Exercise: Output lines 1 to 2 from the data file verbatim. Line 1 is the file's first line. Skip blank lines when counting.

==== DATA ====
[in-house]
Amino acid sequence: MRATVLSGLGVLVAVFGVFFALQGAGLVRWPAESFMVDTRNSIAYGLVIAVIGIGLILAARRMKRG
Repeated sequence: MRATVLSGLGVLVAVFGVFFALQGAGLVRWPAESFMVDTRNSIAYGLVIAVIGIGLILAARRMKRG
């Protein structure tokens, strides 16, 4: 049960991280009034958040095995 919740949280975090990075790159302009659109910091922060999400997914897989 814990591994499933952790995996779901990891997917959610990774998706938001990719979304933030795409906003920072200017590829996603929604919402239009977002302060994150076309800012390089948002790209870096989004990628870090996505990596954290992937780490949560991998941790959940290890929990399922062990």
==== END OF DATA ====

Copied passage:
[in-house]
Amino acid sequence: MRATVLSGLGVLVAVFGVFFALQGAGLVRWPAESFMVDTRNSIAYGLVIAVIGIGLILAARRMKRG